All crystallographic water molecules were removed from the coordinate set, and missing resides were repaired in the Maestro v7.5 molecular modeling platform. Oxygen atoms are shown in red and nitrogen atoms in blue. Carbon atoms of RNA are shown in green. Carbon atoms of protein are shown in gray. Key residues of RNA binding sites are shown as sticks and are labeled. Figures were generated by the PyMol molecular visualization system (www.pymol.org).

https://doi.org/10.1371/journal.pone.0036363.g001

Biological evaluations

To screen the anti-HBV activity of the 26 potential compounds from the database, we measured their capacities to inhibit HBV DNA replication and HBV e antigen (HBeAg) and HBV surface antigen (HBsAg) levels in the HepG2.2.15 cell line. This well-established cell line is permanently transfected with a plasmid containing two head-to-tail dimers of the HBV genome, and constitutively expresses HBV genes. Therefore, cultured HepG2.2.15 cells can not only release high levels of HBsAg and HBeAg into the media, but also support the assembly and secretion of replicative intermediates of HBV DNA and Dane particles [13]. Baseline virion DNA levels in cell culture supernatants were measured to confirm that the HepG2.2.15 cells were stably expressing HBV particles. The potential effect of HBSC compounds on cell viability was evaluated by MTT assays, and flow cytometry. Little difference in apoptosis or surviving cell numbers was observed 24 h after treatment with HBSC compounds when compared to controls (Figures 2A and B). Results showed that the average quantity of HBV DNA was 106 copies/mL and HBsAg and HBeAg reactivity was strongly positive. From the screening, 12 compounds were found to be capable of inhibiting HBV DNA replication with ratio less than 50% (Figure 3A: HBSC-4 vs Control = 27.18% vs 100%, P = 0.0025; HBSC-11 vs Control = 32.59% vs 100%, P = 0.0008; HBSC-13 vs Control = 27.75% vs 100%, P = 0.0215; HBSC-14 vs Control = 11.06% vs 100%, P = 0.0002; HBSC-15 vs Control = 20.44% vs 100%, P = 0.0006; HBSC-16 vs Control = 27.06% vs 100%, P = 0.0207; HBSC-17 vs Control = 30.06% vs 100%, P = 0.0022; HBSC-19 vs Control = 31.20% vs 100%, P = 0.0010; HBSC-21 vs Control = 22.37% vs 100%, P = 0.0127; HBSC-22 vs Control = 25.20% vs 100%, P = 0.0057; HBSC-25 vs Control = 11.71% vs 100%, P = 0.0014; HBSC-34 vs Control = 17.07% vs 100%, P = 0.0006; siRNA vs Control = 20.62% vs 100%, P = 0.0004), while 6 compounds resulted in significantly decreased levels of HBeAg (Figure 3B: HBSC-1 vs Control = 62.57% vs 100%, P = 0.0270; HBSC-5 vs Control = 60.59% vs 100%, P = 0.0193; HBSC-11 vs Control = 49.89% vs 100%, P = 0.0178; HBSC-15 vs Control = 58.04% vs 100%, P = 0.0209; HBSC-27 vs Control = 68.35% vs 100%, P = 0.0389; HBSC-34 vs Control = 69.05% vs 100%, P = 0.0247; siRNA vs Control = 51.37% vs 100%, P = 0.0380) and 13 compounds resulted in significantly decreased the levels HBsAg (Figure 3C: HBSC-1 vs Control = 70.60% vs 100%, P = 0.0274; HBSC-4 vs Control = 73.96% vs 100%, P = 0.0358; HBSC-11 vs Control = 62.52% vs 100%, P = 0.0353; HBSC-13 vs Control = 66.69% vs 100%, P = 0.0257; HBSC-15 vs Control = 83.02% vs 100%, P = 0.0425; HBSC-19 vs Control = 72.62% vs 100%, P = 0.0434; HBSC-20 vs Control = 81.97% vs 100%, P = 0.0097; HBSC-22 vs Control = 73.97% vs 100%, P = 0.0486; HBSC-25 vs Control = 76.75% vs 100%, P = 0.0393; HBSC-26 vs Control = 82.50% vs 100%, P = 0.0218; HBSC-28 vs Control = 73.41% vs 100%, P = 0.0375; HBSC-31 vs Control = 74.96% vs 100%, P = 0.0434; HBSC-34 vs Control = 81.41% vs 100%, P = 0.0303; siRNA vs Control = 80.58% vs 100%, P = 0.0137).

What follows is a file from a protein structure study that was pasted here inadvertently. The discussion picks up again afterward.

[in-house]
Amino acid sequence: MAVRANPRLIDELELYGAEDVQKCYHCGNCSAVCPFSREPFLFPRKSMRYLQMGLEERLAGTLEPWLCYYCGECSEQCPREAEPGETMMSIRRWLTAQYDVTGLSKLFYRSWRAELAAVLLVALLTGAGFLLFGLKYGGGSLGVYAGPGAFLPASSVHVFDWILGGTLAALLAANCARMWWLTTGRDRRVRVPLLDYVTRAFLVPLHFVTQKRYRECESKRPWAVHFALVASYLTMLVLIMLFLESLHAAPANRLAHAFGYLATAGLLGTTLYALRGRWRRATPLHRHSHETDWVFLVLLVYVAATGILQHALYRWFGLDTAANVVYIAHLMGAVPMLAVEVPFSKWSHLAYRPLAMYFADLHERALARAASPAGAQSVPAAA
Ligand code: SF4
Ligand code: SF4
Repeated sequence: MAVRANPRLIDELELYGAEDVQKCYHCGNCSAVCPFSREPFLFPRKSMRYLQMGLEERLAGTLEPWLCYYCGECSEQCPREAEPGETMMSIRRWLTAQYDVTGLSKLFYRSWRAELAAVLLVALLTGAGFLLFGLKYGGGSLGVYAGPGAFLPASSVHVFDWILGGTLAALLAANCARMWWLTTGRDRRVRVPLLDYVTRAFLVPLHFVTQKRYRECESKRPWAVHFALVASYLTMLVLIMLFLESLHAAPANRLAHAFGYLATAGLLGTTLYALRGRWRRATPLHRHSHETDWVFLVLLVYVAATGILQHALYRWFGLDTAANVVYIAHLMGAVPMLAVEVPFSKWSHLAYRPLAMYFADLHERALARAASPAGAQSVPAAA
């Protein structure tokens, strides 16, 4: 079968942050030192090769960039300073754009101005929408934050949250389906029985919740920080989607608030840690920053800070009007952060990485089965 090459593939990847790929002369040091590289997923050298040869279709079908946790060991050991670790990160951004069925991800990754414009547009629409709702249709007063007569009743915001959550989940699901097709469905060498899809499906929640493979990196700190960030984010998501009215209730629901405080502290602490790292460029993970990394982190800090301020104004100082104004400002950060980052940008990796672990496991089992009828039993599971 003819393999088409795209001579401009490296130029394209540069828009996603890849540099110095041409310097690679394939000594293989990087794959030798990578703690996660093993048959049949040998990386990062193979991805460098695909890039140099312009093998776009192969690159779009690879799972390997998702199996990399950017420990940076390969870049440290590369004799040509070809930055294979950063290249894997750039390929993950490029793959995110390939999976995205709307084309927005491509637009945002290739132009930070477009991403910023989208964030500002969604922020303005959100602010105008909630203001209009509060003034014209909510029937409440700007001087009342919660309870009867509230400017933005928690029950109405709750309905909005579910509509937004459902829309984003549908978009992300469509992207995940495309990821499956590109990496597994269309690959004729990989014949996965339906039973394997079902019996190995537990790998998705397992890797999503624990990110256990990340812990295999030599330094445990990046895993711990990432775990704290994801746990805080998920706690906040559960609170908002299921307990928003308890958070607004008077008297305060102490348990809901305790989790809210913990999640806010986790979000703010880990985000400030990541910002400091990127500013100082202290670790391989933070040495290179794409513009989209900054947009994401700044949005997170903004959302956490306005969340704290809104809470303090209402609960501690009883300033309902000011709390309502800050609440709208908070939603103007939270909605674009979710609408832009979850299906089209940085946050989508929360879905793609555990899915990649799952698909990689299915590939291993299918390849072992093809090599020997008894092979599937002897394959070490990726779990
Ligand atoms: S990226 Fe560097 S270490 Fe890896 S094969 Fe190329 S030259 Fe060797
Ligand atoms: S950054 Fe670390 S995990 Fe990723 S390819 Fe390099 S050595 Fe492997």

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Figure 2. Cell viability assays after exposure to candidate compounds.